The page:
For The Record
Georgia jobless claims fall to COVID-era low, weekly decrease leads U.S.
Mark Butler courtesy Georgia Department of Labor
The latest jobs report from the U.S. Department of Labor has some good news for Georgia.
The state’s unemployment rate dropped 0.1% to 4% in June, lower than the national rate of 5.9% and down 8.5% from the worst of the pandemic in April, 2020.
“We have gained back 76%of the jobs lost in the pandemic and currently have over 190,000 job listings that need to be filled. We are working with employers across the state to fill those positions because if they continue to go unfilled, it will stall out new job creation,” said Labor Commissioner Mark Butler in a statement. “Several job sectors are already breaking all-time highs as we continue to see Georgia’s economy recover.”
The number of Georgia workers drawing unemployment fell by more than 73,000 to 105,681 for the week ending July 3, and the number of workers seeking their first unemployment claim dropped by more than 6,000, to 13,692 for the week ending July 10.
Both of those declines represented the biggest drops of any state.
“If you look at the new claim data and the decline over time, you’d say Georgia’s economy is growing, it’s been growing for a while,” said David Sjoquist, a professor of economics at the Andrew Young School of Policy Studies at Georgia State University. “The economy is looking good, there are jobs out there, so if you want to get off of unemployment, there’s good opportunities, whether you just want a job or because your benefits have gone down, it’s relatively easy to find a job.”
Many Georgians saw their benefits go down after June 26, when the state pulled out of extended federal unemployment pay, including an additional $300 weekly boost, and reinstated work search requirements for displaced workers filing for unemployment.
The $300 federal boost to benefits was set to expire in September.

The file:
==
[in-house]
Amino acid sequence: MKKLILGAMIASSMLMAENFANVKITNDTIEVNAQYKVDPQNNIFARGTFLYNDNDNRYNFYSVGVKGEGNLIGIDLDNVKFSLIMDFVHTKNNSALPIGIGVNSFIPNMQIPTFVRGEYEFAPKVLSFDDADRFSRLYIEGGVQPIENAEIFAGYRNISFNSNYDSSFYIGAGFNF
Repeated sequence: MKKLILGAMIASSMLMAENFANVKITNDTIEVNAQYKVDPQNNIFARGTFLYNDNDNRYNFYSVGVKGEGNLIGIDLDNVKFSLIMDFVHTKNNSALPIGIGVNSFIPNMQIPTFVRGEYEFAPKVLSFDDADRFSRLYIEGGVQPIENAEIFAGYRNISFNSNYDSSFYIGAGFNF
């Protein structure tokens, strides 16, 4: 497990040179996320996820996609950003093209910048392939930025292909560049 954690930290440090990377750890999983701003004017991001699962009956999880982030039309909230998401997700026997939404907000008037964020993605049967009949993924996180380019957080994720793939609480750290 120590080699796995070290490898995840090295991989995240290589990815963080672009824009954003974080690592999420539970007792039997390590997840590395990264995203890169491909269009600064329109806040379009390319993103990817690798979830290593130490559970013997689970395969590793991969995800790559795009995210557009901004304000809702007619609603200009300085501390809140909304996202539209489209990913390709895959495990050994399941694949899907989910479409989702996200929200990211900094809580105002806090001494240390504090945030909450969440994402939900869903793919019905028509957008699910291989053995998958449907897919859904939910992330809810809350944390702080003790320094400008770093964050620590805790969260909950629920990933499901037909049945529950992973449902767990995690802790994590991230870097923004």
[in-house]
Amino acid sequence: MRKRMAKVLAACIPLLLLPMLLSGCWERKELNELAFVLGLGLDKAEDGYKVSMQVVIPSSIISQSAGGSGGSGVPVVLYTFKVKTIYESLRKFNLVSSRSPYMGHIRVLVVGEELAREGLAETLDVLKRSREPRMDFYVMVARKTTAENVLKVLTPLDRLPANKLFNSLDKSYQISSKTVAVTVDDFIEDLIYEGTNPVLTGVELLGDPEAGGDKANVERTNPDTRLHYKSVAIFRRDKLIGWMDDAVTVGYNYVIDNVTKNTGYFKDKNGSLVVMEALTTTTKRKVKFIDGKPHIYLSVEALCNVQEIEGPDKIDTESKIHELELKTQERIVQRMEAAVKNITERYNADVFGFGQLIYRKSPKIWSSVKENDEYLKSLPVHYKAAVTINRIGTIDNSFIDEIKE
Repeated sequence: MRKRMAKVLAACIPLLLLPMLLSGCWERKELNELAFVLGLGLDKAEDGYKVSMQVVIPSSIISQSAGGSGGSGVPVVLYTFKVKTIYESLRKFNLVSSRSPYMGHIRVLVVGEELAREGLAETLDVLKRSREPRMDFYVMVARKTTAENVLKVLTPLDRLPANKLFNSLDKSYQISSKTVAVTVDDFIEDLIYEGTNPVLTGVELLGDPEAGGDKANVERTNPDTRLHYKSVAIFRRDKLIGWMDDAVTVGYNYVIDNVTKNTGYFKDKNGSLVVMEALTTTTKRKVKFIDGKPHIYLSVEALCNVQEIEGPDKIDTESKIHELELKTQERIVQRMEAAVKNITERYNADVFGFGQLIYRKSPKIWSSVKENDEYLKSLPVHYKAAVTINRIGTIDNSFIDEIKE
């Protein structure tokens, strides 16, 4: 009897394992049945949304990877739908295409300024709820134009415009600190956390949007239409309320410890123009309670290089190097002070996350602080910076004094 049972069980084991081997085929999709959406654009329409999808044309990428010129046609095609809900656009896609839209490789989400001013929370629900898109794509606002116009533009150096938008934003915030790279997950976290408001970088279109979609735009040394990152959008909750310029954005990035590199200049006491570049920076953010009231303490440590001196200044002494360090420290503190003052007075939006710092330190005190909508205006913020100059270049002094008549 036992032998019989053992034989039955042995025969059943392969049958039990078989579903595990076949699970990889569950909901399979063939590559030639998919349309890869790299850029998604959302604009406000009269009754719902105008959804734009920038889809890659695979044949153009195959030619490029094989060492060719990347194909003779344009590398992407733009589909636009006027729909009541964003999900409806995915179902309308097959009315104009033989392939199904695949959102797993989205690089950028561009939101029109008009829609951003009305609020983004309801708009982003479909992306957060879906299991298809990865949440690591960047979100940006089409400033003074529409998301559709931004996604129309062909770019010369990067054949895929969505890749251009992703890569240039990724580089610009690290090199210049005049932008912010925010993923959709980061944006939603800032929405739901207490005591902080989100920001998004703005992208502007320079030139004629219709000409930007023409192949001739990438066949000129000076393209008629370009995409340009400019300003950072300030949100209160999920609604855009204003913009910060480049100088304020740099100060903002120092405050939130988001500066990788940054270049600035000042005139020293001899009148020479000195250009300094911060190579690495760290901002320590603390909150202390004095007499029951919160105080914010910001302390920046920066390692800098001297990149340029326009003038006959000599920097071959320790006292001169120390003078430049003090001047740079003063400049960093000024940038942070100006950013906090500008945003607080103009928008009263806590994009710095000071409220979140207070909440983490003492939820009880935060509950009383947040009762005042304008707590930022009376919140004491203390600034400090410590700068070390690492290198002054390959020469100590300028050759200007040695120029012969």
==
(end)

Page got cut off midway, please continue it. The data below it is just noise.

Labor Commissioner Mark Butler and Gov. Brian Kemp argued an early exit would spur Georgians using the expanded pandemic benefits to avoid working instead of getting a job, and the labor department sees the decreased numbers as the result of the policy change, said spokeswoman Kersha Cartwright.
“We completely attribute that to stopping our participation in the federal programs,” she said.
Another positive sign is that 90% of the new claims come from workers quitting or being fired rather than being laid off, suggesting businesses are not being forced to cut workers or run out of money.
“We’re not seeing a huge number of layoffs because people are looking for employees,” Cartwright said. “Even prior to the pandemic, we saw a higher number of layoffs than we’re seeing now.”
From the week ending July 3 to the week ending July 10, according to the department,initial claims decreased in the five types of businesses with the largest increases in claims due to the pandemic: accommodation and food services, administrative and support services, manufacturing, health care and social assistance, and retail trade.
The elimination of the expanded benefits played a role in lowering unemployment, but it is not the only factor, Sjoquist said.
“There are other states that are experiencing decreases in continuing claims that have not changed their benefits yet, so something else is going on as well,” he said. “Part of it is just the general nature of the economy, part of it is the numbers, part of it in Georgia and some other states is the change in benefits that discourages people from staying unemployed. I cannot tell you how much, but you should not attribute the bulk of it to the change in benefits.”
Since March 2020, the state has processed more than 4.9 million regular initial unemployment claims, more than the ten years prior to the pandemic combined.
Nationwide, initial claims dropped by 26,000 to 360,000, the lowest level for initial claims since March 14, 2020, when it was 256,000.
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